The Colored Pencil Course – Creating Texture Part 1

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“The Colored Pencil Course” is designed to guide absolute beginners and intermediate artists to a level of producing professional quality colored pencil drawings through concise and “easy to digest” modules that include HD videos and Ebooks.

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Description: A look at creating the illusion of texture through the use of value and directional lines. Part 1.

Suggested Materials: Bristol paper, Prismacolor colored pencils, photo reference, paper clip, tape.

Photo Reference

Next Module: Creating Texture Part 2

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Comments

The Colored Pencil Course – Creating Texture Part 1 — 12 Comments

    • Hi Marilyn. I would start with a quality brand. I suggest using Prismacolor. If the Premier line is too pricey, you can start with the Prismacolor Scholar line.

    • Hi Juliana,

      The watercolor pencils have a different binder than colored pencils and will not behave in the same manner. Watercolor pencils are meant to be activated with water and will not layer and mix like colored pencils. I hope this helps.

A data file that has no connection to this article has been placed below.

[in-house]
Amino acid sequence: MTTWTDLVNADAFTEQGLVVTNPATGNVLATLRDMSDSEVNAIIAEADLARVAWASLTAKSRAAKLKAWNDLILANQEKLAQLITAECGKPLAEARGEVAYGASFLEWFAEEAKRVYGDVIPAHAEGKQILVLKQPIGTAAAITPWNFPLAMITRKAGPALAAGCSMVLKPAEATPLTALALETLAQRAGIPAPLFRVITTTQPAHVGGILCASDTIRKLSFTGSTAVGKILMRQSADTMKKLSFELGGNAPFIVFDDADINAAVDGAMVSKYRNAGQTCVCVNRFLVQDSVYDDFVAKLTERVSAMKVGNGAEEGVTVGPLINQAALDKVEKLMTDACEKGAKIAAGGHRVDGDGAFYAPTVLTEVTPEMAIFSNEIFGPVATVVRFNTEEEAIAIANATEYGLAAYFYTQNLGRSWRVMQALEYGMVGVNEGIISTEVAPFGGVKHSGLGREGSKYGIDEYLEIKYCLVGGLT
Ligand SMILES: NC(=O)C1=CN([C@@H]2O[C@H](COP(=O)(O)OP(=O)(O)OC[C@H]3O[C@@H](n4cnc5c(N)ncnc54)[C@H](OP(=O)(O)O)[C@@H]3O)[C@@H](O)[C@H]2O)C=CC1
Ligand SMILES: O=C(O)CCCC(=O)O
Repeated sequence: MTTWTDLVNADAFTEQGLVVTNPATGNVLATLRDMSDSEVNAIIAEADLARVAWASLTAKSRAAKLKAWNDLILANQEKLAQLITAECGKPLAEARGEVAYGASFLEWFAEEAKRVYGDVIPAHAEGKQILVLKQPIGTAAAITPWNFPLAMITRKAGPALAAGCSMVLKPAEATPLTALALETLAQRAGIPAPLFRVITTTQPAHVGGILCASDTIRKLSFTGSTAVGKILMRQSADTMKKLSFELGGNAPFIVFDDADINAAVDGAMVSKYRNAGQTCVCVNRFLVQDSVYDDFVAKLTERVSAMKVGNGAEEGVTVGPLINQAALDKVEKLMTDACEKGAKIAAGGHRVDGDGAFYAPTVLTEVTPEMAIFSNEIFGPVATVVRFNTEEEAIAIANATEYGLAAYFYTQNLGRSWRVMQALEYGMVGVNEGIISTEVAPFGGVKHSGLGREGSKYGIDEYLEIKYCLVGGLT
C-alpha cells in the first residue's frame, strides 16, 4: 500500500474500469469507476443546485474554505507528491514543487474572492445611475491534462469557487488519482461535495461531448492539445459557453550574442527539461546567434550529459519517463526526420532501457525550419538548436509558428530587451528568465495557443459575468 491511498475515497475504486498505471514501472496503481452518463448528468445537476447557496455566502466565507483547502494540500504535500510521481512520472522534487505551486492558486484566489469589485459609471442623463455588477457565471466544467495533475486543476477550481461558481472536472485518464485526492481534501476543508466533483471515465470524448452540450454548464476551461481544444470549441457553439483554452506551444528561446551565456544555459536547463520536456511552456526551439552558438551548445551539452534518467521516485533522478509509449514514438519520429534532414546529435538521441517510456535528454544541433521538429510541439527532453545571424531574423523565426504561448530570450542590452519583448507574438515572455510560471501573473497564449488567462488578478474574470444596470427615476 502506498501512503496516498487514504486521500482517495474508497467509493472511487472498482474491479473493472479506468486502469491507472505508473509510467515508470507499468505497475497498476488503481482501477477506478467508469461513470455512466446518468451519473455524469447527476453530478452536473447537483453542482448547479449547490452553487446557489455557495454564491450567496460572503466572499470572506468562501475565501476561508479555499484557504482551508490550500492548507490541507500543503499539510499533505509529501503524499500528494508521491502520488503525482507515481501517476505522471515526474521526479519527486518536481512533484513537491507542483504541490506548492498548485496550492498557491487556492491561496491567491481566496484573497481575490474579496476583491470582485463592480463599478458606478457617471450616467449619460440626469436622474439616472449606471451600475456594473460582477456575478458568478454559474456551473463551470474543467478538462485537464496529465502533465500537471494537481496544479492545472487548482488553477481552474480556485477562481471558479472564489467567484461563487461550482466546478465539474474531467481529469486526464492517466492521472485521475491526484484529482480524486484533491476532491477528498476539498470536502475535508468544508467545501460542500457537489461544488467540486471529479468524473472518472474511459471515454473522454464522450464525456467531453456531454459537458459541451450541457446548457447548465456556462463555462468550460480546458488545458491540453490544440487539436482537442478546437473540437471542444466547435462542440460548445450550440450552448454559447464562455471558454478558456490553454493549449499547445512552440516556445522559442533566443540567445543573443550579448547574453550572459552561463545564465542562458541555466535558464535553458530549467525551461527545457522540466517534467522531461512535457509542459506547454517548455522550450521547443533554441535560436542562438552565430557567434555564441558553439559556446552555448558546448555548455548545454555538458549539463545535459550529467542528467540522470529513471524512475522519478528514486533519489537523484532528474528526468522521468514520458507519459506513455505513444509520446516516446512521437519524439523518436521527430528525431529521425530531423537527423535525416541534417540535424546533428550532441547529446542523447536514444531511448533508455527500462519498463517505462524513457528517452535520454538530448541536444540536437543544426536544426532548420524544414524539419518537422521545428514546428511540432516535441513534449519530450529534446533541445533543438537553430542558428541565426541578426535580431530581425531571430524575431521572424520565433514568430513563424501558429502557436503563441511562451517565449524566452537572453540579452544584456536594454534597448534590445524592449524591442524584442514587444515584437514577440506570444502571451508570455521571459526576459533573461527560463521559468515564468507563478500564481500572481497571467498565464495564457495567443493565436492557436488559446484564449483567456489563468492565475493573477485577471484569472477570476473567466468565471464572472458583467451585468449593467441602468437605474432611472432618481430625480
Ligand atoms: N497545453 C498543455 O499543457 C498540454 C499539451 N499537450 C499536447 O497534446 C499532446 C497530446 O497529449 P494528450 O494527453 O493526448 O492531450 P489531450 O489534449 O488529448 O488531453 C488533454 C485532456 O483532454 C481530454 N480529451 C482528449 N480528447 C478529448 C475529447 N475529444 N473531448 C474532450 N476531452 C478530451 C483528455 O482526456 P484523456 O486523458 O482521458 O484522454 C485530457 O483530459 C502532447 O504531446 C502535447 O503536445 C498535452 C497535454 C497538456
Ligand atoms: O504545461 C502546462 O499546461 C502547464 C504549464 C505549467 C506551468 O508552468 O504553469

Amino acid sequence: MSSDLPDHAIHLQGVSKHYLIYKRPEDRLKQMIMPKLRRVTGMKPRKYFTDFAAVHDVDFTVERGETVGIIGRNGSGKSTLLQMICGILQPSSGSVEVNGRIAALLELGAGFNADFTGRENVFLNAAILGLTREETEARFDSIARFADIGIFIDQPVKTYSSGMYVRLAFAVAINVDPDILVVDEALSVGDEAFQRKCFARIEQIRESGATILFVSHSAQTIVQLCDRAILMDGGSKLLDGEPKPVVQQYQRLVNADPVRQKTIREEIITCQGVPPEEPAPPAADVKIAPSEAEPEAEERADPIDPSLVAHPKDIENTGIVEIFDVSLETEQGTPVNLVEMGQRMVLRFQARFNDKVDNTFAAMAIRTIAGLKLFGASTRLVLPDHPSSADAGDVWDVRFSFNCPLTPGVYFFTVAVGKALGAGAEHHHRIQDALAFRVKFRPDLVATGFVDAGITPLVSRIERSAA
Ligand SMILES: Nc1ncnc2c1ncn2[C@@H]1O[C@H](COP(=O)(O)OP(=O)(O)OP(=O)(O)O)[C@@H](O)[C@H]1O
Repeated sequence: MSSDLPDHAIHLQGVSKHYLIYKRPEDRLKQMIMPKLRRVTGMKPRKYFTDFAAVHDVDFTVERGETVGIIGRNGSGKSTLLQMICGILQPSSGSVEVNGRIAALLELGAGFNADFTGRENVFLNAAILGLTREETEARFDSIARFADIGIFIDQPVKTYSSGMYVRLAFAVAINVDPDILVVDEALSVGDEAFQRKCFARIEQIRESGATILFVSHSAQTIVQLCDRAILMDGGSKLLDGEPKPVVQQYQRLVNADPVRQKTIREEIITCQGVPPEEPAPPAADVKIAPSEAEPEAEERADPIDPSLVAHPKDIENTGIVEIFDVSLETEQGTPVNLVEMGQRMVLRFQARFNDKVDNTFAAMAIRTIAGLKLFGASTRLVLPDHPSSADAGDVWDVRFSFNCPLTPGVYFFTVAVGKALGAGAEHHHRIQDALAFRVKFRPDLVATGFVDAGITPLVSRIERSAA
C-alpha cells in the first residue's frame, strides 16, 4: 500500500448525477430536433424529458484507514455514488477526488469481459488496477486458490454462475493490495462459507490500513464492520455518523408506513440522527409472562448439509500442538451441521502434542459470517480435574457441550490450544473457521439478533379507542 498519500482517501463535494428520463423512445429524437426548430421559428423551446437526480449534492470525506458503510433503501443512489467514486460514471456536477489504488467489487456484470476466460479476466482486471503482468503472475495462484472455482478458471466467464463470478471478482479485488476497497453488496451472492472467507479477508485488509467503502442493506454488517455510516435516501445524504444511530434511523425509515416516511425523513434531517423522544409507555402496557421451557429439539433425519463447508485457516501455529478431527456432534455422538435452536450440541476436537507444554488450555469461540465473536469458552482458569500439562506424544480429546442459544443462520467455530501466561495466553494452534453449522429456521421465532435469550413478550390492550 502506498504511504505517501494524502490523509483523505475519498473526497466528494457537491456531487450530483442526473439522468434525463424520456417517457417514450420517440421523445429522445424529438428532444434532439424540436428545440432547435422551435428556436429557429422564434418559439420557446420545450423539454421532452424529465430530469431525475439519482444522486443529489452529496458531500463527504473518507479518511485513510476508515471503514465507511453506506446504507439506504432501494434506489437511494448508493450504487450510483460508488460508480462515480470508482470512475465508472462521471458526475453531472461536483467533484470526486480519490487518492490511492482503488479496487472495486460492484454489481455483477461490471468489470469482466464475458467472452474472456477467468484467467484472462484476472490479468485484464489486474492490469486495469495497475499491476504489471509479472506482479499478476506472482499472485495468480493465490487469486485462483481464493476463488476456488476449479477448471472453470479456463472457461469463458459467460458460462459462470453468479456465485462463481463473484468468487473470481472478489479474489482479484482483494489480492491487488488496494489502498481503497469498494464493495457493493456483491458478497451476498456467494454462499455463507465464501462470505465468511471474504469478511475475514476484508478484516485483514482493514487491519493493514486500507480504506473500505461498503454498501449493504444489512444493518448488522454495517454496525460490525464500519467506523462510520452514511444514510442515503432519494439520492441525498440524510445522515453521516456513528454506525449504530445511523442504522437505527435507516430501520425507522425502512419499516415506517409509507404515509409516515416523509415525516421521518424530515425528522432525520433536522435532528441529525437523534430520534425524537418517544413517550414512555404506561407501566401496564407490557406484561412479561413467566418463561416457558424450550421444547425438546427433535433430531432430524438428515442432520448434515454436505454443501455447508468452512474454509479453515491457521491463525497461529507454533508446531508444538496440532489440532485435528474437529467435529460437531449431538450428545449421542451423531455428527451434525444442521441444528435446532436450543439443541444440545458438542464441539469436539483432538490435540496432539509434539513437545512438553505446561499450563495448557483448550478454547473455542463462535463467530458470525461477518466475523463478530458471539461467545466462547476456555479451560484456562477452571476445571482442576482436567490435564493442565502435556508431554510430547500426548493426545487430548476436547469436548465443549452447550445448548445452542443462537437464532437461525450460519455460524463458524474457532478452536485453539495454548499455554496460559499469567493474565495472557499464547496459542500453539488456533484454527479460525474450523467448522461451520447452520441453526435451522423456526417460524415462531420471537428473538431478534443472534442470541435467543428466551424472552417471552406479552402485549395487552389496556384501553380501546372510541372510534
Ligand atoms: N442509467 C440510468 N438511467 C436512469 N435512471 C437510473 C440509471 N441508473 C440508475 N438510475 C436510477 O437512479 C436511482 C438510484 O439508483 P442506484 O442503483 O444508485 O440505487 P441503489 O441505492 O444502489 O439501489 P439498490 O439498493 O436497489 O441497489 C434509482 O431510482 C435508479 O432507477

1. matt,
    1.have you heard of “Blind impressing”,do you use it, or teach it? this is lines made by drawing or scribbling on the paper with a point,leaving the
    surface white when shaded over with a colored pencil.

    this is supposibly used to create texture of a wall on the side of old building.

    thanks,raquel

    • Hi Raquel,

      Yes, this technique can be used for a variety of effects. It’s simply indenting the surface of the paper, producing small grooves that cannot be filled with the medium.

  2. Could you do a live lesson sometimes on drawing a cat or kitten in graphite and/or colored pencil and focus on showing how to add white whiskers?

  3. I am drawing a Golden for a friend who was quite old. Most of her face it completely white. I am using tan Stonehenge paper. Would I do some sort of underpainting before I put in the white hairs? Any suggestions?

    • Hi Pat, It’s hard to say exactly without the reference, but most likely, you won’t need to create an underpainting. An underpainting would help if you have a broad range of values and you want to establish those first. If the face is mostly made up of lighter values, then the underpainting may be irrelevant. You can always darken values even if you have lighter values in place.

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